My Own Experience
I never really understood anxiety growing up. I was fortunate enough to be able to maintain a level head in situations that I interpreted as “high-stakes.” Sure, I experienced nervousness and stress, but nothing that I would categorize as the anxiety that I had heard about from others.
After hearing so many of my friends and colleagues talk about their own anxiety, however, I began to grow curious about anxiety. I wondered about it, and if there were any commonalities. Then, a series of unfortunate medical events hit me during one of the most stressful times of my life. I fought through like a champion, but it all caught up to me in my first panic attack.
I remember it much like I remember where I was on 9/11, the memory burned into my brain. I was in the middle of a Costco on a Sunday afternoon. I was in my sixth week of continuous tension headaches and migraines, recovering from a spinal injury, taking grad school courses, preparing for the holidays, preparing for an upcoming baby, and working full-time— all while currently shopping for some last minute items for our baby shower. Some may feel that such a plateful isn’t much, and indeed, at the time I thought it was all manageable. Alas, there I was, having an internal meltdown while the world around me kept on as if everything was normal.
The first thing I noticed was that my mind was racing. My thoughts seemed to be coming to me at four times the normal speed. Have you ever experienced moments where time “slowed down"? It was similar to that, but not quite the same. The thoughts coming to me were mixed with the things I needed to get at the store and an unlimited amount of terrible things that could be happening to me.
Could these headaches be due to brain cancer? My aunt had brain cancer. Am I going to die soon? Am I going to leave my wife widowed before our child is even born? How will she go on? How will she support herself? How will my daughter grow up without knowing her father? Where are the damn fruit platters? What time is it? Are we running late?
Metaphysically, it felt as though my entire world was spiraling away into nothingness, and I had absolutely no control over it. Meanwhile, back in the physical world, I noticed my chest began to feel tight. That’s not good.
I immediately went through all of the breathing techniques I’ve learned through singing, meditation, and exercise. Inhale for four counts, hold for four, exhale for four, wait for four. Square breathing is a great method for lowering your heart rate and relaxing your mind. However, in the thick of this panic attack, with my mind still pumping out seventeen paradoxical thoughts at a time, all my breathing did was buy me time, which is what I needed.
With my chest and brain in the same conditions, we bought our products and I drove the fifteen minutes to the venue for our baby shower. Loved ones asked one after the other how I was doing. I wanted to say, “fine,” but I knew better. I had to be brutally honest as a means of getting all the help I could. This thing was too big for me to deal with on my own.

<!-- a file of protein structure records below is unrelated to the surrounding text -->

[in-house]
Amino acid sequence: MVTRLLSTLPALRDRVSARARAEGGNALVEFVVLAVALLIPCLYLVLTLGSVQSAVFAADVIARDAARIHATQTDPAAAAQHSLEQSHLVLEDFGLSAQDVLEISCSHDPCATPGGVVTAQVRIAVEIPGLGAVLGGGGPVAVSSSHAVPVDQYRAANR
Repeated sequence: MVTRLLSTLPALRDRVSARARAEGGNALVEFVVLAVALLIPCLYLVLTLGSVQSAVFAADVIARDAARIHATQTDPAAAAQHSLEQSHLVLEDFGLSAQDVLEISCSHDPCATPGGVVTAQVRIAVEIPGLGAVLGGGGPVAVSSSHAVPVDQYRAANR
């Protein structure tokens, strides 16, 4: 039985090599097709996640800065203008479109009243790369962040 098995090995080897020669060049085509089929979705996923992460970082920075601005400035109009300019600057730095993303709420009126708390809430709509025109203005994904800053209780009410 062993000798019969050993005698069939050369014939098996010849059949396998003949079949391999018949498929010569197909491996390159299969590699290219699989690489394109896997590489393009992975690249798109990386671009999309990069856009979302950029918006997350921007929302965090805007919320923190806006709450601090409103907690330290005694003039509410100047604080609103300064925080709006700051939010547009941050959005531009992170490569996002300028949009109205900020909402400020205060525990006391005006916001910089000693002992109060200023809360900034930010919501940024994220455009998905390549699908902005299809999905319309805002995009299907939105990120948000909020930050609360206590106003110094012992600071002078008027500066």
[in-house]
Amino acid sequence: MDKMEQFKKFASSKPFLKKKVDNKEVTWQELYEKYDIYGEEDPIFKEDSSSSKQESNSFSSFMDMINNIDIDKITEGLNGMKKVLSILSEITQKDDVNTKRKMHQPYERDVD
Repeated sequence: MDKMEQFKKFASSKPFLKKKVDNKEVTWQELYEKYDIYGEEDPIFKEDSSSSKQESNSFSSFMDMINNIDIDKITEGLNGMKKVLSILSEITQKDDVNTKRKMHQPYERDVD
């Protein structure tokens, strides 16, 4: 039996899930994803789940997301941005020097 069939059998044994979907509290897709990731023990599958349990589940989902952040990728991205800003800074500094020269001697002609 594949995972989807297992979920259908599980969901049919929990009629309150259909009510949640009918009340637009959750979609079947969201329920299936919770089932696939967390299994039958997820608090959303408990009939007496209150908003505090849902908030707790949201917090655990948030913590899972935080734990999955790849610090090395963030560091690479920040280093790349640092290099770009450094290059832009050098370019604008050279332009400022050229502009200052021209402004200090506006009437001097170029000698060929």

Luckily, my mother was able to talk me down, as mothers have the ability to. She said the magic words, “You’re going to be okay.” With that, I broke down and began to cry while she hugged me in the most secure embrace I had felt since I was a child.
My brain began to slow down, back to its normal pace. I was still worried, as one would after a horrific experience, but I felt a little better. My chest was still tight, but I was able to manage. We got through the party alright and got home where I simply lied down on the couch to relax in front of the television.
Later that night, as a means of trying to help bring my chest back to normal so I could sleep, I took half of a Xanax.* An hour later, I took the other half and began to feel my body return to its normal state. I slept well that night but still felt the nervous and vulnerable after-effects from the attack for several days afterward. It was like having a belly full of butterflies and an elevated sense of paranoia as if I was trying to go through my days wondering who or what would set off another attack.
Luckily, another attack never came (not yet, fingers crossed) but my curiosity on the subject of anxiety skyrocketed. As a means of preventative maintenance, I scheduled an appointment with a therapist to go over the attack and try to help myself as well to provide myself with answers. I also devised a questionnaire to survey friends and family to see what I could learn about anxiety.
In the following volumes of this series, I will share my findings with the intent that they provide answers, and hopefully relief to all those that suffer from anxiety. Although my anxiety is a brief occasion, there are plenty who deal with situations similar to mine on a regular basis. If I am able to make their load lighter by even an ounce, I will consider myself fortunate and successful in this endeavor.
“Anxiety: An Examination” continues on Wednesday, March 28th, 2018
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*Consult your doctor before taking medication for anxiety.